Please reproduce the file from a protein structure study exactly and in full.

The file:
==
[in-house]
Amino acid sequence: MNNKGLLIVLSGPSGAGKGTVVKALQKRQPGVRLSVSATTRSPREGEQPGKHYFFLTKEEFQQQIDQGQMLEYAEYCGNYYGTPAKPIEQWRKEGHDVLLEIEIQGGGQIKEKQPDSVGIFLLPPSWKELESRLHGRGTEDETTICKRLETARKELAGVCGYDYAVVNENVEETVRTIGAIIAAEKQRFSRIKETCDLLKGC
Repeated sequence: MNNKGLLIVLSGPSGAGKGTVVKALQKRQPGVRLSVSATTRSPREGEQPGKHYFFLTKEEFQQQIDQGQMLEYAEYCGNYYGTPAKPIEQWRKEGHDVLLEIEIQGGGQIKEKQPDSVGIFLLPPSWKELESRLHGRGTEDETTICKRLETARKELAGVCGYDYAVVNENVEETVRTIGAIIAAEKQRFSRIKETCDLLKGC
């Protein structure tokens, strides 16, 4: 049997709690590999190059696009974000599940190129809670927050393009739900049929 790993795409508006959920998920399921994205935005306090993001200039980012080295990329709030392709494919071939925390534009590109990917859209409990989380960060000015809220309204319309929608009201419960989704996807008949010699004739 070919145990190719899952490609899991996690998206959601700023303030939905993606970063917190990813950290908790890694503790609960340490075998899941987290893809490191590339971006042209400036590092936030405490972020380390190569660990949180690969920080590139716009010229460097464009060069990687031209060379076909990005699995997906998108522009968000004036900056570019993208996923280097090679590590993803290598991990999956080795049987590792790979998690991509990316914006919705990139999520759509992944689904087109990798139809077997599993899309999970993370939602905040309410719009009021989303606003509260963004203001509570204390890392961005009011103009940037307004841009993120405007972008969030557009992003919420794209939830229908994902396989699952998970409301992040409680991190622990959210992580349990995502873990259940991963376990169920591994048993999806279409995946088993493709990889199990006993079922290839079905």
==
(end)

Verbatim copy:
[in-house]
Amino acid sequence: MNNKGLLIVLSGPSGAGKGTVVKALQKRQPGVRLSVSATTRSPREGEQPGKHYFFLTKEEFQQQIDQGQMLEYAEYCGNYYGTPAKPIEQWRKEGHDVLLEIEIQGGGQIKEKQPDSVGIFLLPPSWKELESRLHGRGTEDETTICKRLETARKELAGVCGYDYAVVNENVEETVRTIGAIIAAEKQRFSRIKETCDLLKGC
Repeated sequence: MNNKGLLIVLSGPSGAGKGTVVKALQKRQPGVRLSVSATTRSPREGEQPGKHYFFLTKEEFQQQIDQGQMLEYAEYCGNYYGTPAKPIEQWRKEGHDVLLEIEIQGGGQIKEKQPDSVGIFLLPPSWKELESRLHGRGTEDETTICKRLETARKELAGVCGYDYAVVNENVEETVRTIGAIIAAEKQRFSRIKETCDLLKGC
């Protein structure tokens, strides 16, 4: 049997709690590999190059696009974000599940190129809670927050393009739900049929 790993795409508006959920998920399921994205935005306090993001200039980012080295990329709030392709494919071939925390534009590109990917859209409990989380960060000015809220309204319309929608009201419960989704996807008949010699004739 070919145990190719899952490609899991996690998206959601700023303030939905993606970063917190990813950290908790890694503790609960340490075998899941987290893809490191590339971006042209400036590092936030405490972020380390190569660990949180690969920080590139716009010229460097464009060069990687031209060379076909990005699995997906998108522009968000004036900056570019993208996923280097090679590590993803290598991990999956080795049987590792790979998690991509990316914006919705990139999520759509992944689904087109990798139809077997599993899309999970993370939602905040309410719009009021989303606003509260963004203001509570204390890392961005009011103009940037307004841009993120405007972008969030557009992003919420794209939830229908994902396989699952998970409301992040409680991190622990959210992580349990995502873990259940991963376990169920591994048993999806279409995946088993493709990889199990006993079922290839079905």